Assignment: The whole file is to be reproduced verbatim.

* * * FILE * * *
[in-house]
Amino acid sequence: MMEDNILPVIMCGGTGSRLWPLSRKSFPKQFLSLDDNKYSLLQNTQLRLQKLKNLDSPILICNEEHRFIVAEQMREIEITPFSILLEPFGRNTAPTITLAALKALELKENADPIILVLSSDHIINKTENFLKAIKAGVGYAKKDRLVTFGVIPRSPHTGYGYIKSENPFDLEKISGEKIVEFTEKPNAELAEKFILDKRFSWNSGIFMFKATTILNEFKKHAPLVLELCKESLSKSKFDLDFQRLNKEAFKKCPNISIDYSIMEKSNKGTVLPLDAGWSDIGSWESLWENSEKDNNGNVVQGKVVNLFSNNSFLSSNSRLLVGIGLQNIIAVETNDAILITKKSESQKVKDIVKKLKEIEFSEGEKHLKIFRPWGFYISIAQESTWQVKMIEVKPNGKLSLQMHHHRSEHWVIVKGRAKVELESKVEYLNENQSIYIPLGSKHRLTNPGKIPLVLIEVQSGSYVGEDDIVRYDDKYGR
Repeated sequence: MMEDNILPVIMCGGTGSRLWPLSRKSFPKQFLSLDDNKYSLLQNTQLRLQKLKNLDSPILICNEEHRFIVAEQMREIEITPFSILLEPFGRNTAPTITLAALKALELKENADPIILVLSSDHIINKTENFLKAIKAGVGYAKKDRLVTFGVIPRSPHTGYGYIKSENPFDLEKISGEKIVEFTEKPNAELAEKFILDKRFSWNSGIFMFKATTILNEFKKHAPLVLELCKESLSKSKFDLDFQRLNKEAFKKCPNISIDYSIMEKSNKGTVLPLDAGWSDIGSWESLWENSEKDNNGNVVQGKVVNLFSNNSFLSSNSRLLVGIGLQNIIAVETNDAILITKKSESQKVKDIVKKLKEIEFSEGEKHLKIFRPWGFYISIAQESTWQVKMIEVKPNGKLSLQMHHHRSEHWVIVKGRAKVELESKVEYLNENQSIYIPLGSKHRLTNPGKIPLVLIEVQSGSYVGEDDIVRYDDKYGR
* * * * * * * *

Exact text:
[in-house]
Amino acid sequence: MMEDNILPVIMCGGTGSRLWPLSRKSFPKQFLSLDDNKYSLLQNTQLRLQKLKNLDSPILICNEEHRFIVAEQMREIEITPFSILLEPFGRNTAPTITLAALKALELKENADPIILVLSSDHIINKTENFLKAIKAGVGYAKKDRLVTFGVIPRSPHTGYGYIKSENPFDLEKISGEKIVEFTEKPNAELAEKFILDKRFSWNSGIFMFKATTILNEFKKHAPLVLELCKESLSKSKFDLDFQRLNKEAFKKCPNISIDYSIMEKSNKGTVLPLDAGWSDIGSWESLWENSEKDNNGNVVQGKVVNLFSNNSFLSSNSRLLVGIGLQNIIAVETNDAILITKKSESQKVKDIVKKLKEIEFSEGEKHLKIFRPWGFYISIAQESTWQVKMIEVKPNGKLSLQMHHHRSEHWVIVKGRAKVELESKVEYLNENQSIYIPLGSKHRLTNPGKIPLVLIEVQSGSYVGEDDIVRYDDKYGR
Repeated sequence: MMEDNILPVIMCGGTGSRLWPLSRKSFPKQFLSLDDNKYSLLQNTQLRLQKLKNLDSPILICNEEHRFIVAEQMREIEITPFSILLEPFGRNTAPTITLAALKALELKENADPIILVLSSDHIINKTENFLKAIKAGVGYAKKDRLVTFGVIPRSPHTGYGYIKSENPFDLEKISGEKIVEFTEKPNAELAEKFILDKRFSWNSGIFMFKATTILNEFKKHAPLVLELCKESLSKSKFDLDFQRLNKEAFKKCPNISIDYSIMEKSNKGTVLPLDAGWSDIGSWESLWENSEKDNNGNVVQGKVVNLFSNNSFLSSNSRLLVGIGLQNIIAVETNDAILITKKSESQKVKDIVKKLKEIEFSEGEKHLKIFRPWGFYISIAQESTWQVKMIEVKPNGKLSLQMHHHRSEHWVIVKGRAKVELESKVEYLNENQSIYIPLGSKHRLTNPGKIPLVLIEVQSGSYVGEDDIVRYDDKYGR